Some Fundamentals to Remember
- A gap of 3mm is generally used to allow the grout to flow completely into the space between the tesserae
- Aesthetically, bigger tesserae can support wider lines and smaller tesserae thinner lines
- You should be aiming to have consistent grout spacing over the whole mosaic (i.e. consistently thin or consistently thick grout lines). This can be virtually impossible to achieve when using irregularly shaped tesserae (e.g. broken crockery), but try to achieve consistency when possible.
- There may be instances where you intentionally vary the thickness of the grout lines, for instance wider grout lines may be used to emphasis a shape.
- Using thick grout lines over the entire mosaic can cause the mosaic to appear fractured and disjointed.
- Thin grout lines are usually better than think grout lines.
Colouring Your Grout
The colour of your grout is very important - it can make or break your piece. Grouting unites the mosaic and highlights the layout of the tiles.
What coloured grout should I use on my mosaic?
The colour of your grout should contrast the colours of the tiles so that the design is highlighted. If the colour of your grout blends in with your tiles the individual tiles will be lost and the mosaic will look more like a picture than a mosaic.
As a general rule:
- White grout can appear very harsh, as it will draw the eye to the gaps rather than the coloured tiles. In saying that it compliments lighter tones so it is very good for showing off pale mosaics, but when used with strong bright colours it will produce a Mediterranean feel.
- Dark grout unifies darker coloured tesserae and segregates lighter ones.
- Grey grout enhances most coloured tesserae and has the most unifying effect of all the coloured grouts.
How can I get coloured grout?
You can buy coloured grout or use cement oxides and acrylic paints to colour it yourself.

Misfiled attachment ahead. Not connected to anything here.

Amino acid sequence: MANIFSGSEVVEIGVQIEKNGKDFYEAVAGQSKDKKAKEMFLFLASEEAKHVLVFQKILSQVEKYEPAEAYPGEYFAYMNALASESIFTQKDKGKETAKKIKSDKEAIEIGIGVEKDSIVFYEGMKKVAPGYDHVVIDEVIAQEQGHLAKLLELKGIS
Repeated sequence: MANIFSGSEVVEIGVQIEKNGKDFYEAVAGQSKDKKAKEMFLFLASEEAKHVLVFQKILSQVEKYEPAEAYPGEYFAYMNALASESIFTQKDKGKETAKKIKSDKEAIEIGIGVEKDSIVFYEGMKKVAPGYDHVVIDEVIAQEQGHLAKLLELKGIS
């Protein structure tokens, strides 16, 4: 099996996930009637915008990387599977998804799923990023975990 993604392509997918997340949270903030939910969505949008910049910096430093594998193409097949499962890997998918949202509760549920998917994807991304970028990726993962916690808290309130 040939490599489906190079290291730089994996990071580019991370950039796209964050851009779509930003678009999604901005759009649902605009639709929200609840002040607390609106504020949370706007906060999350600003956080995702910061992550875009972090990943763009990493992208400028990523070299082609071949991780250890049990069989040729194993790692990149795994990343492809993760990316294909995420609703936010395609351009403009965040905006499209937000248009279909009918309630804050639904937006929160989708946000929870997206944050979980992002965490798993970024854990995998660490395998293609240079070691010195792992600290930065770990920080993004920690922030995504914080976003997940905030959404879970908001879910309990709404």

Opinion varying on the use of acrylic paint as a colourant. Many books suggest using it as a colourant but others point out the following negatives: it requires lots of paint, can produce a pale coloured grout and may affect the integrity of the grout itself.
How do I use different coloured grouts in the same project?
Using different coloured grouts in the same project is fiddly and tricky. Start with the lighter coloured grout first and clean up any edges prior to applying the darker grout. I use a cleaning tool that I picked up when doing ceramics, it has a sharp pointed blade at one end and a curved blade at the other. Once you've applied the lighter grout carefully cover it with masking tape and apply the darker grout. Be careful that the darker grout doesn't seep through to the lighter grout. If the darker grout does seep through you should be able to remove it with a sharp instrument or file. Warning - Patience is required to achieve a good result.
Be aware that the colour of the grout changes as it dries. So, if your uncertain of how it will look when it is dried I'd recommend mixing up a test batch.
A Simple Process for Choosing Your Grout colour
Make up a number of test panels with the tile colours you've used in your project. This can just be as simple as gluing the tiles onto a spare piece of board.
Mix up different grout colours
Grout the pieces and allow them to dry completely before making a decision
Don't rush this process, make as many test panels as you need to find the right grout colour.